Sunday, 8 July 2012

After the Rain

Went down to see Sid the River today to see how it he was fairing after yesterday's floods. From images I've seen he was as high as 1.8m against this guage and circa 1m below the footbridge.
12 07 08 River Sid
I wonder how the people feel who have just bought the house on the far side of the river. Especially noting that next door's garden wall has fallen into the river.
12 07 08 River Sid
12 07 08 River Sid
There was a helpful sign up saying "ford closed" but I'd like to think most people got that anyway.

Cracked open a birthday present this afternoon, a scratch off map of the world. It's not terribly geographically correct but who cares (perhaps I do just a tincy bit?).
12 07 08 Travelled world
No Maldives to scratch off so just as well I haven't been there. Bit miffed I couldn't chalk off Tristan da Cunha though. And dithered about Hawaii. I've been to the US so gleefully rubbed most of the states off but couldn't quite bring myself to scratch off something that isn't on the same continental shelf as the rest of the USA. Also not sure if I can scratch off Antarctica as I've been to Signy Island , but didn't step foot on it. My girls helped but after China and Australia (I did Canada and US) they are looking forward to me travelling to smaller countries the future. To that note I realise I hadn't yet visitied Luxembourg. Must do.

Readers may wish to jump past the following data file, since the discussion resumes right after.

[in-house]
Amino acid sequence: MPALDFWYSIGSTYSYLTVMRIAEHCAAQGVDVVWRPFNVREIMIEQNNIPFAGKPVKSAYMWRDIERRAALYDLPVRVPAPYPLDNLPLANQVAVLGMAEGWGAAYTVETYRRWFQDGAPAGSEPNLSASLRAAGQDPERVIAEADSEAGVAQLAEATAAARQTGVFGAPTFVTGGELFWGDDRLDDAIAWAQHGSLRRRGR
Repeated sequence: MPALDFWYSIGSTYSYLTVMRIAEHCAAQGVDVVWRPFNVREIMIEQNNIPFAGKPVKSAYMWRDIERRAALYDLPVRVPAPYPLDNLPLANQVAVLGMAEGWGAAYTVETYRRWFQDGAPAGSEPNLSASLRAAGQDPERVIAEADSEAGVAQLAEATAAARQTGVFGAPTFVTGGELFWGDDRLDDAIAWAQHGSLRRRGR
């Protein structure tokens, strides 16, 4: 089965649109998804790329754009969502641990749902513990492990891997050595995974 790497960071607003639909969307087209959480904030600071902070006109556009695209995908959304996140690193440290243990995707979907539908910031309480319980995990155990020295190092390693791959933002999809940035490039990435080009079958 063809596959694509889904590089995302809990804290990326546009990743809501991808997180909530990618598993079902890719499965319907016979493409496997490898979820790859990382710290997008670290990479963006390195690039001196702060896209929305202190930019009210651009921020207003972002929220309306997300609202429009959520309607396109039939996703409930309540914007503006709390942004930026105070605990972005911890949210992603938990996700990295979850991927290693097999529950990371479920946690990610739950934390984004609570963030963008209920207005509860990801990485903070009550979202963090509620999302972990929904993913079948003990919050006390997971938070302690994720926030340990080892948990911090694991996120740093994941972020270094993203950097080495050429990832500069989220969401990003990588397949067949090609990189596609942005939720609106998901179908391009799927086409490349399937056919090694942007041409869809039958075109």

Saturday, 7 July 2012

It's Raining

No surprises there given the forecasts we've had in the last few weeks. A timely launch yesterday of the Environment Agency's realtime flood warning map. This was the screen shot yesterday evening.
12 07 06 Rain
And it doesn't get better - at 1306 BST today.
12 07 07 Map flooding
We are slap bang under the severe weather warning in the South West. Exeter doesn't tend to get overly affected as it has a decent flood plain but other local areas are suffering.

Perhaps we'll end up like Doggerland?

And in Germany a very rare map has turned up on a new-fangled modern day 19th century book. 

In between the day job, weather spotting and old map drooling, I popped to Dublin last weekend for an RICS Governing Council and AGM.  All somewhat busy - and so we should be - with the inauguration of the 131st president, Alan Collett (on the left of photo)
12 07 02 RICS Dublin - Presidential handover
the launch of the the Valuation Registration Service in Ireland, a talk from the Chairman of NAMA (National Asset Management Agency), the AGM and, of course, Governing Council.

Very little time to see Dublin, as you'd imagine, but did spot this little beauty on the corner of the Guinness factory.  In case you can't read it it says "Top of step 8ft above weighbridge at Cornhill".
12 07 02 Dublin Guinness factory
The steps have long since gone but I was pleased to share this other geomatics surveyors from the Society of Chartered Surveyors Ireland who hadn't come across it.  And what good craic they were!